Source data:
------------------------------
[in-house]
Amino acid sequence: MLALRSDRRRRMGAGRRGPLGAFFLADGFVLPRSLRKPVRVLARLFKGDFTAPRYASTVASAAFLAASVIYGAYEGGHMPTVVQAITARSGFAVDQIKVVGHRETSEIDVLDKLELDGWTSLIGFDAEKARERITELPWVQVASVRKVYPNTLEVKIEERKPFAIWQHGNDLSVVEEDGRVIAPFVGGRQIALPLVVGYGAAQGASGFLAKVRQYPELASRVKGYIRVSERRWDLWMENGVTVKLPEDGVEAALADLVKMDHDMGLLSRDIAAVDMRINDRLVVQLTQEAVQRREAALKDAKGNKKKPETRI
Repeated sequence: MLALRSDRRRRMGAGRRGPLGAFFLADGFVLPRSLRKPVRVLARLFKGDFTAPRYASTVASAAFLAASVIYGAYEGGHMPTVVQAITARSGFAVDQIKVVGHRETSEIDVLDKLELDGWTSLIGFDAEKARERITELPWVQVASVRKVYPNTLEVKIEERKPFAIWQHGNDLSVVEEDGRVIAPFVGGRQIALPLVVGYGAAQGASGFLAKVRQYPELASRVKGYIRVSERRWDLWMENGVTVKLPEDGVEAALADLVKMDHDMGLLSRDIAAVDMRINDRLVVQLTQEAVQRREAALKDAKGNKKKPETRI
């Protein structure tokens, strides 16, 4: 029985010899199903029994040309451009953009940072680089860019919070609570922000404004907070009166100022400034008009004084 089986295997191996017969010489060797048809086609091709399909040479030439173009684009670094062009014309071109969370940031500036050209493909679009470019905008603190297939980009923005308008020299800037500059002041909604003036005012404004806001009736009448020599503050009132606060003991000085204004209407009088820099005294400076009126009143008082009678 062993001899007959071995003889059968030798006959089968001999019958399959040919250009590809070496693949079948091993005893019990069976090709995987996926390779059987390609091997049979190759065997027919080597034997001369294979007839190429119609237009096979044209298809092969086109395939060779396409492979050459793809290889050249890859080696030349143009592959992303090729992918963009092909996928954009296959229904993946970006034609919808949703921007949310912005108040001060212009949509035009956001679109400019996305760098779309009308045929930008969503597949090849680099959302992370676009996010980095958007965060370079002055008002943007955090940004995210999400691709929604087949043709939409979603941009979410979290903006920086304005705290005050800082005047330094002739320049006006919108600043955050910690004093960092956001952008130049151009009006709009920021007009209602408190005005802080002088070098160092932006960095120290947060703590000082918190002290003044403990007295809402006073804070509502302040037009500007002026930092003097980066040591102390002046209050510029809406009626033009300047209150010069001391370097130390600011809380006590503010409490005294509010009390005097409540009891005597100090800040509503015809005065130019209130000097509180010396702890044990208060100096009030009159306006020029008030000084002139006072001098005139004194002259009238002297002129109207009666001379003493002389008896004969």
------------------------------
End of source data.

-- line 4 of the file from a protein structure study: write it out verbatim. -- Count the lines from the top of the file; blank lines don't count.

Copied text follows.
């Protein structure tokens, strides 16, 4: 029985010899199903029994040309451009953009940072680089860019919070609570922000404004907070009166100022400034008009004084 089986295997191996017969010489060797048809086609091709399909040479030439173009684009670094062009014309071109969370940031500036050209493909679009470019905008603190297939980009923005308008020299800037500059002041909604003036005012404004806001009736009448020599503050009132606060003991000085204004209407009088820099005294400076009126009143008082009678 062993001899007959071995003889059968030798006959089968001999019958399959040919250009590809070496693949079948091993005893019990069976090709995987996926390779059987390609091997049979190759065997027919080597034997001369294979007839190429119609237009096979044209298809092969086109395939060779396409492979050459793809290889050249890859080696030349143009592959992303090729992918963009092909996928954009296959229904993946970006034609919808949703921007949310912005108040001060212009949509035009956001679109400019996305760098779309009308045929930008969503597949090849680099959302992370676009996010980095958007965060370079002055008002943007955090940004995210999400691709929604087949043709939409979603941009979410979290903006920086304005705290005050800082005047330094002739320049006006919108600043955050910690004093960092956001952008130049151009009006709009920021007009209602408190005005802080002088070098160092932006960095120290947060703590000082918190002290003044403990007295809402006073804070509502302040037009500007002026930092003097980066040591102390002046209050510029809406009626033009300047209150010069001391370097130390600011809380006590503010409490005294509010009390005097409540009891005597100090800040509503015809005065130019209130000097509180010396702890044990208060100096009030009159306006020029008030000084002139006072001098005139004194002259009238002297002129109207009666001379003493002389008896004969």